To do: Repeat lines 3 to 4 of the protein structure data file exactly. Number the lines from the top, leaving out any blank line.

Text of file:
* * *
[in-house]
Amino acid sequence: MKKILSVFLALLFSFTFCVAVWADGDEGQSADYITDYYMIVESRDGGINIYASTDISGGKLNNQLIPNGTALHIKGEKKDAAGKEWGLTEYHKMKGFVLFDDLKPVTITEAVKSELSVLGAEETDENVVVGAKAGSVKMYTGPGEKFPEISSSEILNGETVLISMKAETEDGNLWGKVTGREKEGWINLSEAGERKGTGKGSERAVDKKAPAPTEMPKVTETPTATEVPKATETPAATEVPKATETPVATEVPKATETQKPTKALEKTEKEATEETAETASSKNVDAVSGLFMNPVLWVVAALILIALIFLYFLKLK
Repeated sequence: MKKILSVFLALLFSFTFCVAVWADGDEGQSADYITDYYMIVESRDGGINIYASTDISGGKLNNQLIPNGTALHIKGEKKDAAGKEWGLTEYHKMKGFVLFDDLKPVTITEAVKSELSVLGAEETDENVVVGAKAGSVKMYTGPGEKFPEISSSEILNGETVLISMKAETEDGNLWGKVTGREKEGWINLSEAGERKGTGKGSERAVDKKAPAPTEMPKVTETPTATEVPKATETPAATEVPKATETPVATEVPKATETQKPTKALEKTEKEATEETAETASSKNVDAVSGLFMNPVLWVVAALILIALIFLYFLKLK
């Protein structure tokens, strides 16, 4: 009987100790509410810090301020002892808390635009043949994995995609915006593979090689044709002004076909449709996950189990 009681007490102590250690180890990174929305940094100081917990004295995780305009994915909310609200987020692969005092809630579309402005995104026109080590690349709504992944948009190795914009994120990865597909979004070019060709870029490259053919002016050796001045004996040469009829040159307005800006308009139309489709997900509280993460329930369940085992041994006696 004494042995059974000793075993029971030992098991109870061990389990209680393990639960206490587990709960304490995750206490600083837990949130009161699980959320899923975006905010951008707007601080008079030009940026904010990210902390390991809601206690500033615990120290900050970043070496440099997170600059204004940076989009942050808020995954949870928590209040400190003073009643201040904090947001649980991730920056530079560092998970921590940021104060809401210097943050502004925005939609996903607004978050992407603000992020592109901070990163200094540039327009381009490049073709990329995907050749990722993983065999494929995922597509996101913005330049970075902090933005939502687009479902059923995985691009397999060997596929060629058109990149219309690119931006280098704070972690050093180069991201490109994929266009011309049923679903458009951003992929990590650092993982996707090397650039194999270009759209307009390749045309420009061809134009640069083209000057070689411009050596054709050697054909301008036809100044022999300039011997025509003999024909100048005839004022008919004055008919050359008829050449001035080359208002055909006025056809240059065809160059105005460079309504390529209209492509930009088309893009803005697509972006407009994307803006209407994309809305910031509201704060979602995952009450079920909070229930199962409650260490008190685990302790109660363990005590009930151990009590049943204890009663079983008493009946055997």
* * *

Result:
Repeated sequence: MKKILSVFLALLFSFTFCVAVWADGDEGQSADYITDYYMIVESRDGGINIYASTDISGGKLNNQLIPNGTALHIKGEKKDAAGKEWGLTEYHKMKGFVLFDDLKPVTITEAVKSELSVLGAEETDENVVVGAKAGSVKMYTGPGEKFPEISSSEILNGETVLISMKAETEDGNLWGKVTGREKEGWINLSEAGERKGTGKGSERAVDKKAPAPTEMPKVTETPTATEVPKATETPAATEVPKATETPVATEVPKATETQKPTKALEKTEKEATEETAETASSKNVDAVSGLFMNPVLWVVAALILIALIFLYFLKLK
């Protein structure tokens, strides 16, 4: 009987100790509410810090301020002892808390635009043949994995995609915006593979090689044709002004076909449709996950189990 009681007490102590250690180890990174929305940094100081917990004295995780305009994915909310609200987020692969005092809630579309402005995104026109080590690349709504992944948009190795914009994120990865597909979004070019060709870029490259053919002016050796001045004996040469009829040159307005800006308009139309489709997900509280993460329930369940085992041994006696 004494042995059974000793075993029971030992098991109870061990389990209680393990639960206490587990709960304490995750206490600083837990949130009161699980959320899923975006905010951008707007601080008079030009940026904010990210902390390991809601206690500033615990120290900050970043070496440099997170600059204004940076989009942050808020995954949870928590209040400190003073009643201040904090947001649980991730920056530079560092998970921590940021104060809401210097943050502004925005939609996903607004978050992407603000992020592109901070990163200094540039327009381009490049073709990329995907050749990722993983065999494929995922597509996101913005330049970075902090933005939502687009479902059923995985691009397999060997596929060629058109990149219309690119931006280098704070972690050093180069991201490109994929266009011309049923679903458009951003992929990590650092993982996707090397650039194999270009759209307009390749045309420009061809134009640069083209000057070689411009050596054709050697054909301008036809100044022999300039011997025509003999024909100048005839004022008919004055008919050359008829050449001035080359208002055909006025056809240059065809160059105005460079309504390529209209492509930009088309893009803005697509972006407009994307803006209407994309809305910031509201704060979602995952009450079920909070229930199962409650260490008190685990302790109660363990005590009930151990009590049943204890009663079983008493009946055997």